Moving forward in Kenny Kilgore’s musical journey included a two-year, 125,000 mile, seemingly nonstop tour with his old friend Tinsley Ellis. “I had known Tinsley from my very early days of playing guitar. He was just enough older than me that he already knew a lot of songs and was really getting his sound together. I was impressed by that”. That musical union shared concert bills with BB King, Lonnie Mack, Anson Funderbourgh, Johnny Lang, Commander Cody and even the classic rock band Foghat. Also that tenure yielded the Telarc album release ‘Hell or High Water’ produced by the famed Yes, Dixie Dregs and Rory Gallagher producer Eddie Offord. “That album was a blast to make. We, as a band, were so tight, so well prepared that it went by in a complete rush. It only took seven days to record and mix the entire album! Today I laugh when other bands/artists take forever to make an album. From my experience, it’s not supposed to be that way. If it takes too long, you’re obviously doing something wrong. Or even worse, you should not be recording an album in the first place”! Tour support for the album included a tour through Spain with headlining Madrid Spain’s famous Jazz Terrassa festival. “Strange when you think about it, we went to Spain to play guitar. The fact is, the guitar, as we know it, has its roots deeply embedded in Spain. Case in point, the standard way the guitar is tuned (E, A, D, G, B, E) is referred to as ‘Spanish Tuning’. Enough said”.
It was around this time, their mutual friend, guitarist Mike Lorenz passed away. He was the guitarist in ‘The Shadows’, the house band at the blues venue Blind Willies in Atlanta Georgia. After accepting an invitation to join that band, Kenny Kilgore has been fortunate enough to share the stage with many legendary blues and roots music pioneers. A short list would include Billy Boy Arnold, Lazy Lester, Snooky Pryor, Floyd Dixon, Jimmy McCracklin, Mojo Buford, Chicago Bob Nelson, Tommy Brown, Arthur Duncan, Wanda Jackson, Wild Child Butler, Terry Nelson, Sam Lay, Maria Muldaur, Francine Reed, Sandra Hall, Chick Willis, Eddie Sawyer, Sweet Betty Journey, Bob Margolin, Big Bill Morganfield, Luther Johnson, John Primer, Sleepy La Beef, George Hughley, Louisiana Red, Mickey Champion, Kenny ‘Boss’ Wayne, and Eddie Tigner just to name a few. “When you play with all these different blues artists, you’re exposed to so many different styles of blues music that you would probably not even become that aware of. And one of the best parts is ‘rising to the occasion’. That is, when you are on stages with these enormously talented people that were playing this music before you were even born! You have to play it with authenticity as well as with a lot of feeling”. And with that it gave Kenny the courage to forge into other musical horizons.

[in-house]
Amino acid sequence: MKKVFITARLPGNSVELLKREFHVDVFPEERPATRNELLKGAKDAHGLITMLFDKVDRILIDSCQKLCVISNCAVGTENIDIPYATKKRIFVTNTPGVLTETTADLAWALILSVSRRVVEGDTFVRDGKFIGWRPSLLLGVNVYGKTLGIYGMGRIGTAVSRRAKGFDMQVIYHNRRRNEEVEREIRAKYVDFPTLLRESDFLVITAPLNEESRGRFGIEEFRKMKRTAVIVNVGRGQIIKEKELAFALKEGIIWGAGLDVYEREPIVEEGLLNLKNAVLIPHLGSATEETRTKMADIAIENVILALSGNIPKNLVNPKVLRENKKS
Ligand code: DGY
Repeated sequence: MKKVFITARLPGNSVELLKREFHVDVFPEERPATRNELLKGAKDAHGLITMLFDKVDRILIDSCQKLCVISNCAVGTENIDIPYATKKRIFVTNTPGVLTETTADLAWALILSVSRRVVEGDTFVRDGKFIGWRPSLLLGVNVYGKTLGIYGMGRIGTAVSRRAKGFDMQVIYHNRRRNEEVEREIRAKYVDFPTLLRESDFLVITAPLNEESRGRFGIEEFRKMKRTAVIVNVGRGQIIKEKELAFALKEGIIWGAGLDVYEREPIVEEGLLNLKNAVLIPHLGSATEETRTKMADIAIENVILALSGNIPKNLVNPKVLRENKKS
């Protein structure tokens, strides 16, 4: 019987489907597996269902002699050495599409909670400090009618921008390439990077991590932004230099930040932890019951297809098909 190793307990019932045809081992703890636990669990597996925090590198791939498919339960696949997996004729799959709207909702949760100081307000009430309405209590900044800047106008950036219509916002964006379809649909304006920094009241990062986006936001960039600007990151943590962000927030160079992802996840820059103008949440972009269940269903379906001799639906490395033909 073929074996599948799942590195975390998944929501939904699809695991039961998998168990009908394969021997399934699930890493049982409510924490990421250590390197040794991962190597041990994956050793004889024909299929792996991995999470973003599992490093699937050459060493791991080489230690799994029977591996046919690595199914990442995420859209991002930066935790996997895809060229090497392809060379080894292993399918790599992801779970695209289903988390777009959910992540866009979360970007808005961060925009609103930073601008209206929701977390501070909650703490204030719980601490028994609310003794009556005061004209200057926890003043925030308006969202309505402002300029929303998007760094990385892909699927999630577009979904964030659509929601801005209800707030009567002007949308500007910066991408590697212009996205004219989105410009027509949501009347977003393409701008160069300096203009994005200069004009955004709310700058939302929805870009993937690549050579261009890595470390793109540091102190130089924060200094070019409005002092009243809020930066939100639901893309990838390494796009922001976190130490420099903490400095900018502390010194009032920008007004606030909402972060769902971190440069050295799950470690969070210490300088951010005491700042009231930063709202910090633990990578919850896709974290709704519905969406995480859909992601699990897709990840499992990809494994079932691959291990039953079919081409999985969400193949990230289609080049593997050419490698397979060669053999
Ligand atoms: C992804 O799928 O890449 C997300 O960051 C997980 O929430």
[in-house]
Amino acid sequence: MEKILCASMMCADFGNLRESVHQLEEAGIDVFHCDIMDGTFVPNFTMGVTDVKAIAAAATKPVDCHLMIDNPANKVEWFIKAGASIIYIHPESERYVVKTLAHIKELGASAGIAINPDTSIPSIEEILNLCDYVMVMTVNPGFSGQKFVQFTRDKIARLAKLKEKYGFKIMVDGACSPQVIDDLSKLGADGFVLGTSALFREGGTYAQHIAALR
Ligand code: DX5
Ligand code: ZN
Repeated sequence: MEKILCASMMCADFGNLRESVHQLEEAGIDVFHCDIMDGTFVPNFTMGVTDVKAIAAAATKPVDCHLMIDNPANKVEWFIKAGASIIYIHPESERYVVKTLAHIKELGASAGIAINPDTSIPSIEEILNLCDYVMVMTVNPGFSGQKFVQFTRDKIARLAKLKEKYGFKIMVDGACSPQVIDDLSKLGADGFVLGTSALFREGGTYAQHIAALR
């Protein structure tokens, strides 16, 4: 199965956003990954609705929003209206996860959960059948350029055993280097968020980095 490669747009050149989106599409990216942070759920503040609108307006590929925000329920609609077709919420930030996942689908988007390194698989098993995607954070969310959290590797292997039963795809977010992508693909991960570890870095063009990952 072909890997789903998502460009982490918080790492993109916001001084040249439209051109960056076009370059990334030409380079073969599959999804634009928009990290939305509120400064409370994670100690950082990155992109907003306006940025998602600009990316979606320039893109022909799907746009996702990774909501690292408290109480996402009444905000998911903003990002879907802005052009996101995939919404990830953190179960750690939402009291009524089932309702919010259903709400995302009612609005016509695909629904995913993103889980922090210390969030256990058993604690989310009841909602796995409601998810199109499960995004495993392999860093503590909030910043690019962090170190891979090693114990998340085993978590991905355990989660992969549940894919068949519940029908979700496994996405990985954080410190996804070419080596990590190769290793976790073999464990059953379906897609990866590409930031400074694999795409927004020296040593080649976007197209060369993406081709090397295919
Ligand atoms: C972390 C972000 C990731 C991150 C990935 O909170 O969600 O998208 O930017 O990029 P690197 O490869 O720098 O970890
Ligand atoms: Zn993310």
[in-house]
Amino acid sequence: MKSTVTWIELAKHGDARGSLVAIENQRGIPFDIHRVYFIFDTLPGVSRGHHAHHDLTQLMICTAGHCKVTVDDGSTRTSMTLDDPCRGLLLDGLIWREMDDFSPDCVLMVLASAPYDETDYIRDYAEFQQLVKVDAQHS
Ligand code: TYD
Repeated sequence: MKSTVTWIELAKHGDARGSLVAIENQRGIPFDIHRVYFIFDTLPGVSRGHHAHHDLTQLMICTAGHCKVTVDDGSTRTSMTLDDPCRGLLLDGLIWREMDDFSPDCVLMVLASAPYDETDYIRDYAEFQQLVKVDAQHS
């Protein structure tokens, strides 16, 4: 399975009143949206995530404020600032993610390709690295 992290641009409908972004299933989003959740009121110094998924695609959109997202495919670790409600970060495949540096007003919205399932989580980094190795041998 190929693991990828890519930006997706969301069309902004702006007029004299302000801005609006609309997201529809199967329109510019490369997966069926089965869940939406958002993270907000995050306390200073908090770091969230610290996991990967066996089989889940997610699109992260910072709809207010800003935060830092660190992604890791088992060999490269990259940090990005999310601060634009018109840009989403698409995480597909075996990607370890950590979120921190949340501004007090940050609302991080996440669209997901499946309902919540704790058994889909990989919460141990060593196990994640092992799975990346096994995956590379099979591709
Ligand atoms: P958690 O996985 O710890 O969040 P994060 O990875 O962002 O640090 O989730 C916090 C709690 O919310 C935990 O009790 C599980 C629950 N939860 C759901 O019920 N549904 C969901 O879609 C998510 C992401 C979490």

Kenny Kilgore explains “Listening to Jimi Hendrix and Jeff Beck made me aware of the limitless possibilities of the guitar as a music-making instrument. They really showed me how to make ethereal, beautiful music. They just didn’t play a bunch of cliché licks repeatedly”. But there again, Kenny realized he could no longer be content within the limitations that any one style imposed, and he resolved to explore his own individual musical destiny. That destiny is now best represented with his new album titled Under the Influence of Rock & Roll.
Under the Influence of Rock & Roll is an album that has emphasis on grooves and melody in which the guitar is featured in a modern yet classic style. Being that it is an instrumental album, he knew the guitar tones had to dominate the listener’s ear differently from song to song. The lead guitar was now, in effect taking on the role as lead vocalist and story teller.
“I think this album is the most atmospheric yet earthy thing I’ve ever done recording-wise. That earthiness is something that’s always been there and I’ve taken for granted. But this time I’ve thought more about the way I wanted it to come across. And what type of guitar tones would be best suited to fulfill those duties”.
Credit for the many unique guitar tones of the latest recording goes to an unorthodox mix of special recording techniques that co-producer Jeff Tomei and Kenny worked out specifically while recording the album. It’s a ‘trade secret’ that they both refuse to divulge.
“To sum the album up, in terms of style, I’d say it would probably be a toss-up between the songs Hippopotamus and Lowriders. Hippopotamus has it all, the melody, the groove, the build-up and crescendo, and a greasy, swampy slide guitar. But Lowriders has the mean guitar tone(s) with tons of raw power! It’s a real ‘blow the doors off’ kind of song. In fact, Lowriders is the song that the album title was diverged from. It has been known to make folks drive very fast! But that’s another story, for another time. Being in a recording studio (making the album) is just that, you are confined to a recording studio. It’s the canvas in which you create your art. Playing live is my medium. I really enjoy playing music in front of a live audience more than anything else. Audiences don’t realize this, but they are a part to the music as well. Music can be very elusive at times, and I feel that when I’m playing. When it’s great playing, it’s very spiritual, almost religious in a way. Other times, well, you just have to work a little harder to get there. Nevertheless, it’s all a part of the musical journey that musicians impart upon. All I know, I have never wanted to succeed with anything, as much as wanting to make great music.”
Thanks to his new studio magic, Kenny Kilgore now has another edge in the quest for his dream sound of a lifetime.